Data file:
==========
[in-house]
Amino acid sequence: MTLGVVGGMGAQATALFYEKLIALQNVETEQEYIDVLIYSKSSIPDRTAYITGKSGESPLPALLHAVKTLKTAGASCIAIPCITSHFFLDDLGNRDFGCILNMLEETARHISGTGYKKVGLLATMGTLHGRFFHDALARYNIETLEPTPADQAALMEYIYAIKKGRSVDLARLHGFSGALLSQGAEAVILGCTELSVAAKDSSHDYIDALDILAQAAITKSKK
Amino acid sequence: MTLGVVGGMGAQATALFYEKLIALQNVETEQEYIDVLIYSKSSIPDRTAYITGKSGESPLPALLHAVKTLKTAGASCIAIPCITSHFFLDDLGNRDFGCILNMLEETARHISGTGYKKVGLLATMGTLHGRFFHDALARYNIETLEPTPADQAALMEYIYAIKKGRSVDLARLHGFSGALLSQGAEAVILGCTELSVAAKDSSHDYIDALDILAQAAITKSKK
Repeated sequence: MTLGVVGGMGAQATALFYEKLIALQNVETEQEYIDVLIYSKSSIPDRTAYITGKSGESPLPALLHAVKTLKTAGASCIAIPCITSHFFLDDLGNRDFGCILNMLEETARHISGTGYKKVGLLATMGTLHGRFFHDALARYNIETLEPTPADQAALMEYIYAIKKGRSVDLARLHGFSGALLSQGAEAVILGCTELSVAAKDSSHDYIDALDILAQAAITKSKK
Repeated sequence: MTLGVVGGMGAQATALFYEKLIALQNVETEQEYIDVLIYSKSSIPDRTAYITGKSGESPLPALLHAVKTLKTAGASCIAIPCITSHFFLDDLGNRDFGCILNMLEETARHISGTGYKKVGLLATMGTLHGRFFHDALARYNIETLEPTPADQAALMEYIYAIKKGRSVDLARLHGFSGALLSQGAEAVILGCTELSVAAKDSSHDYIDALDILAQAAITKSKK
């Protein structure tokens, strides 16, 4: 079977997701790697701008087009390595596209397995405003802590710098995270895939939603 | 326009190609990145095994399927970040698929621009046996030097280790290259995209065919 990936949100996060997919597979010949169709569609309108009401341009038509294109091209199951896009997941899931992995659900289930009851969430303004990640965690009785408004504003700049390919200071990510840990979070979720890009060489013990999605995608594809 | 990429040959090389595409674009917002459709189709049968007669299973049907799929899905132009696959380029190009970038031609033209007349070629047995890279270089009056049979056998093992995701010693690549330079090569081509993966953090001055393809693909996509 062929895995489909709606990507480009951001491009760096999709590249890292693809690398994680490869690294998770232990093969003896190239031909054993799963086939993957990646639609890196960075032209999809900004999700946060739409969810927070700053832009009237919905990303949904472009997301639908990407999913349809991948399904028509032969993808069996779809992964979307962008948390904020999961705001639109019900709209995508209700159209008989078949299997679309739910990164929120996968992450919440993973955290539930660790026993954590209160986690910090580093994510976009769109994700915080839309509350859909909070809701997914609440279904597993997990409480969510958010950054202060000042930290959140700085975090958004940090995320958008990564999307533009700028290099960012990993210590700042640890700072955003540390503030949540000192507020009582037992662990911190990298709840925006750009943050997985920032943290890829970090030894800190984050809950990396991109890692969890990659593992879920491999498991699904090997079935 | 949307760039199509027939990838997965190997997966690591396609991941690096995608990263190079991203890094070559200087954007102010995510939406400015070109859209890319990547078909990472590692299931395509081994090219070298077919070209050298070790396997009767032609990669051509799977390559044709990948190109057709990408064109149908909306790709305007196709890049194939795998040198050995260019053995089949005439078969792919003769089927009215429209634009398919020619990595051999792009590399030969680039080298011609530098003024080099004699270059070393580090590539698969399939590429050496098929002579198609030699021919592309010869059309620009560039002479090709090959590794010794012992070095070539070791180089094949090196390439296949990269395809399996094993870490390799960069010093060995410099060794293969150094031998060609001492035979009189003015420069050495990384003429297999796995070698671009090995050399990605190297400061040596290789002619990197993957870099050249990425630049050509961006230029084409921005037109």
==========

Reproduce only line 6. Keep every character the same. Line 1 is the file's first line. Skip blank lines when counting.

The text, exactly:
């Protein structure tokens, strides 16, 4: 079977997701790697701008087009390595596209397995405003802590710098995270895939939603 | 326009190609990145095994399927970040698929621009046996030097280790290259995209065919 990936949100996060997919597979010949169709569609309108009401341009038509294109091209199951896009997941899931992995659900289930009851969430303004990640965690009785408004504003700049390919200071990510840990979070979720890009060489013990999605995608594809 | 990429040959090389595409674009917002459709189709049968007669299973049907799929899905132009696959380029190009970038031609033209007349070629047995890279270089009056049979056998093992995701010693690549330079090569081509993966953090001055393809693909996509 062929895995489909709606990507480009951001491009760096999709590249890292693809690398994680490869690294998770232990093969003896190239031909054993799963086939993957990646639609890196960075032209999809900004999700946060739409969810927070700053832009009237919905990303949904472009997301639908990407999913349809991948399904028509032969993808069996779809992964979307962008948390904020999961705001639109019900709209995508209700159209008989078949299997679309739910990164929120996968992450919440993973955290539930660790026993954590209160986690910090580093994510976009769109994700915080839309509350859909909070809701997914609440279904597993997990409480969510958010950054202060000042930290959140700085975090958004940090995320958008990564999307533009700028290099960012990993210590700042640890700072955003540390503030949540000192507020009582037992662990911190990298709840925006750009943050997985920032943290890829970090030894800190984050809950990396991109890692969890990659593992879920491999498991699904090997079935 | 949307760039199509027939990838997965190997997966690591396609991941690096995608990263190079991203890094070559200087954007102010995510939406400015070109859209890319990547078909990472590692299931395509081994090219070298077919070209050298070790396997009767032609990669051509799977390559044709990948190109057709990408064109149908909306790709305007196709890049194939795998040198050995260019053995089949005439078969792919003769089927009215429209634009398919020619990595051999792009590399030969680039080298011609530098003024080099004699270059070393580090590539698969399939590429050496098929002579198609030699021919592309010869059309620009560039002479090709090959590794010794012992070095070539070791180089094949090196390439296949990269395809399996094993870490390799960069010093060995410099060794293969150094031998060609001492035979009189003015420069050495990384003429297999796995070698671009090995050399990605190297400061040596290789002619990197993957870099050249990425630049050509961006230029084409921005037109």